This last paragraph contains, I accept, a bit of a rant which is somewhat of a digression.  But I will let it stay for it is related to my main theme.  It is the world for which I, as a boy child, was being prepared.  My imagination was already colonised even though it seemed to be free.  However much he resisted being an adult man, the boy was rehearsing the masculinity that he would someday be expected to wear.  He would shoot his friends and be shot by them but death was counted in seconds and the resurrection would be frequent.  It was never real.  War was and is a part of being a man.

And it is as a man that I write all this.  My body is that of a man.  I am not a boy anymore.  But when did this change happen?  I don't know.  There is no point at which I can locate it.  Even this recent shifting of status to pensioner has no real meaning beyond an arbitrary, Government decreed, date on a calendar.  I have in sense drifted through each transition in my physical life without any point at which I can mark a change.  No moments of passage from one state to another just a series of imperceptible minor changes which only have coherence in retrospect.

What I missed was any sense of an experience "making a man of me".  I was not in the armed forces, nor an apprenticeship. Neither was I sent to any residential institution dedicated to inculcating a model of masculinity - whether it be a prison (yet!) or  a public school (for non-UK readers a "public school" is a fee-paying school - a strange use of the word "public", I grant).  I have never, in short, had those experiences which are said to "to make a man out of me". . I am a man but I have never been made one. I am, it must therefore be assumed, somewhat less of a man than those who have been so made. (Not, I must most emphatically add, that I regret this!  I am, despite my own all too patent fuck-ups, happy for the most part to be the man I am although I readily acknowledge that there are many areas for improvement)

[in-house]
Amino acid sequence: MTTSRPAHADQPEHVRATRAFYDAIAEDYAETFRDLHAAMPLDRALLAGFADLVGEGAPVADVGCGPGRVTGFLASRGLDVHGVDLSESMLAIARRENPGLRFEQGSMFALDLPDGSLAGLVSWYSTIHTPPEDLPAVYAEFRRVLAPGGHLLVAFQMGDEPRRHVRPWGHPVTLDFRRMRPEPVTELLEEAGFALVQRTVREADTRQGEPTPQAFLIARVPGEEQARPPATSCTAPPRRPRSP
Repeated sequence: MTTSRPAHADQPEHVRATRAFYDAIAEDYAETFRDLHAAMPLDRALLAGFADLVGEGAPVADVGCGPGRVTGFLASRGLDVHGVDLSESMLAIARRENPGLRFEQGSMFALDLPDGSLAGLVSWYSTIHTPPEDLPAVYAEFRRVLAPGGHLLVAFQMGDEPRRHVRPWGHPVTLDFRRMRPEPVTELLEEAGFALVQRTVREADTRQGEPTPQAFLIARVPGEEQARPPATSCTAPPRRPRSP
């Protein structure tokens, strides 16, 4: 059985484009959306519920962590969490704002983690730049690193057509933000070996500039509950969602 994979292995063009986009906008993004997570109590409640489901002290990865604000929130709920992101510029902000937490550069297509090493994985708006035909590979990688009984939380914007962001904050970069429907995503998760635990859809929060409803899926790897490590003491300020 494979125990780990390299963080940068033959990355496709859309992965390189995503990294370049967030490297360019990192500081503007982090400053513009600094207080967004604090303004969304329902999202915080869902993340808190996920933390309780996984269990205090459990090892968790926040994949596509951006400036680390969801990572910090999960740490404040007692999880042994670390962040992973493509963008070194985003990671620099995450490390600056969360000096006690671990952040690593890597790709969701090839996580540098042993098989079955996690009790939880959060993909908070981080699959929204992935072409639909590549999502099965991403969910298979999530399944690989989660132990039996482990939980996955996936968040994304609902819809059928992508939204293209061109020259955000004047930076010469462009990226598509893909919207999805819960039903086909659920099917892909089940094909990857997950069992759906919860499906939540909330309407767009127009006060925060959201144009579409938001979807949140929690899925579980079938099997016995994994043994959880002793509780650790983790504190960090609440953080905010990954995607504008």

We talk of the need to "make" a man, it is common parlance.  We never, however, speak of the need to "make" a woman.  There is, in the onset of menstruation, a definite and inescapable event.  There are, in women with various genetic conditions, exceptions to this but, in general, the transition between girl and woman is one that is clear.  A woman is not "made".  A woman "is".   Herein there lies a major difference between the two biological sexes.  (Here I am deliberately avoiding the use of the word "gender" and keeping strictly to the physical.  That a person can realign themselves between genders is clear and I have no problem with anybody identifying themselves as other than the gender into which they were born.  Only they can know what they feel they are.  This whole issue is worthy of much more attention than I can give here, so I may well return to it).